I’m not sure I see a problem here? Surely a sensible approach to ending home quarantine would be to simply allow people out of their homes and cease whatever enforcement strategies you were using to keep them there, and perhaps do a deep clean. Just because they’re no longer quarantine locations doesn’t mean you have to knock down houses.

Port Ames wrote:d.The resolution, at times, has backwards priorities. The provisions that GA 389 prescribes for epidemics are quite drastic: they ask that member nations forcibly relocate citizens to quarantines. These provisions are helpful in some circumstances: primarily before an outbreak occurs, when small numbers of people can be kept in a limited number of quarantine areas to prevent a disease from taking hold. GA 389, however, makes no such provision for quarantine in these circumstances. Instead, it defines an epidemic as “a time, in a nation, when there are enough people with the same serious disease (as defined by the EPARC) to be clearly in excess of the normal expectancy.” By defining epidemics as occurring in places where a disease is “clearly in excess of the normal expectancy,” it only authorizes the extreme response when an outbreak has already occurred. At this stage of an epidemic, it is possible that the policies proposed by the resolution are impossible to implement. They would have been better implemented before disease levels were “in excess of the normal expectancy.”

There are two types of disease, endemic and non-endemic. If a disease is endemic to a population, then it is normally prevalent to a degree. In this case, the wording above allows quarantine to kick in if the level rises to a point where quarantine is needed.

In a non-endemic disease, any infected person in the population is “in excess of the normal expectancy,” and hence the ability to quarantine them would kick in the moms to anyone was infected. There’s no need for quarantine when no-one is infected, other than for the sake of being prepared.

Of note as well, nothing in this resolution forbids setting up quarantine for circumstances outside of it’s jurisdiction. Nations are free to set up a quarantine process for non-“serious” diseases, or to ready a quarantine system in anticipation of one. The quarantine simply won’t be governed by this resolution until someone in those nations is infected with a “serious disease.”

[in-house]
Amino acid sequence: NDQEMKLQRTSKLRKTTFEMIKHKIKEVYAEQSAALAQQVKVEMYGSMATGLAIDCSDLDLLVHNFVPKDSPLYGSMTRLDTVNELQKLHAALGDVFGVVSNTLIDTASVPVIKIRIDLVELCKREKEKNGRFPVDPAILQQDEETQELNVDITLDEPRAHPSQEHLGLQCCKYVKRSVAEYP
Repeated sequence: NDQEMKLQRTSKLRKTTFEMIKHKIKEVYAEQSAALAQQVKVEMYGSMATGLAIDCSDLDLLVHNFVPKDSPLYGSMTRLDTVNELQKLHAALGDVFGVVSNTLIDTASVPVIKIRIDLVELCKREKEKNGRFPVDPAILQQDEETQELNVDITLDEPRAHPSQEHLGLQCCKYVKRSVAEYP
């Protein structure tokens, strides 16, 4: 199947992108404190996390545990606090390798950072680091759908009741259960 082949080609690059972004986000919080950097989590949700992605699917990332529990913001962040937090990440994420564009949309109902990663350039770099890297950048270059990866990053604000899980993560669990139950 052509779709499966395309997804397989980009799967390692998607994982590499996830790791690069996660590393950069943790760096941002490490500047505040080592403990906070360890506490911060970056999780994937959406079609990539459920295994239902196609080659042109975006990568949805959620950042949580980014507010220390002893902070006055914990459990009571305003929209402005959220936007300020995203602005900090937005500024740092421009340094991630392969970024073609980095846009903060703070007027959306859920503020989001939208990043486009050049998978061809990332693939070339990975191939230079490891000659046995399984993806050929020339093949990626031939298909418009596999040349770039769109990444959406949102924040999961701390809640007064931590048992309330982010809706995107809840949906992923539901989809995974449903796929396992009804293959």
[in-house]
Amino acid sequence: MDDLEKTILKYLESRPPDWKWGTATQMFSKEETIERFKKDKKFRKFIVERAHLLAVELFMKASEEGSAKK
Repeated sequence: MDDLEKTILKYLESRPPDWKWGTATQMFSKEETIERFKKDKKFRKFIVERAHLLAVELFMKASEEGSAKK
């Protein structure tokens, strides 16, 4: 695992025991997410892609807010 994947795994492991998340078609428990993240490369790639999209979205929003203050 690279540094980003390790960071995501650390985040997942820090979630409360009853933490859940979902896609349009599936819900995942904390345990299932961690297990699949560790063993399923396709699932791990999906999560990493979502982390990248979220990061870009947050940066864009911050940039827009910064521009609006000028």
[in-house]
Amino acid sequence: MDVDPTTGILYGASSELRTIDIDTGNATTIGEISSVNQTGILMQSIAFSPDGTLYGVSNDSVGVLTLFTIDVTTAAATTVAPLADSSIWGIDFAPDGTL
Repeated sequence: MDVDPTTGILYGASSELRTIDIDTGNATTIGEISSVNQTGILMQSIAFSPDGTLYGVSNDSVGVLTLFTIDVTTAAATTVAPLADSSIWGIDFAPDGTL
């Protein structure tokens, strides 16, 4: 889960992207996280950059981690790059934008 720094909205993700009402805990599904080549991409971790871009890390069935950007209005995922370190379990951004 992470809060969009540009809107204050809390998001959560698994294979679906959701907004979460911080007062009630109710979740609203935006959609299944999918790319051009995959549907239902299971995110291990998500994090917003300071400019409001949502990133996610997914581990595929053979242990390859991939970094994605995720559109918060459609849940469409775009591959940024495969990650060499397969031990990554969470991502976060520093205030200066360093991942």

Overall I see the ideas behind this repeal, but I don’t think any of the arguments presented thus far are strong enough to justify a repeal. If there are additional, more convincing arguments presented, this may have merit.

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Umeria
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Posts: 2036
Founded: Mar 05, 2016
Left-wing Utopia

Postby Umeria » Wed Jan 26, 2022 7:10 am

In the case of an at-home quarantine, "disband" just means no longer classify as a quarantine. At-home quarantines were always intended to be the primary effect of the resolution:
Umeria wrote:Most of the people in the quarantine will likely have been living there anyway, so there isn't much "rounding up".

I think it aged well with regards to Covid-19, but of course I'm a little biased.
Ambassador Anthony Lockwood, at your service.
Author of GAR #389

"Umeria - We start with U"

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Apatosaurus
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Posts: 854
Founded: Jul 17, 2020
Ex-Nation

Postby Apatosaurus » Thu Jan 27, 2022 11:13 pm

"Currently, I am not exactly convinced by this repeal, but we have sent some feedback to your email address."

Repeal “Rights of the Quarantined”

The World Assembly observes the following:

GA 389, “Rights of the Quarantined,” has a fundamentally good goal — it seeks to create coordinated international response to international health crises while respecting the rights of the infected. That a resolution has a good goal, however, should not prevent us from repealing it when the resolution in question also has severe defects.

However, the resolution GA 389, “Rights of the Quarantined,” has severe defects. They are as follows: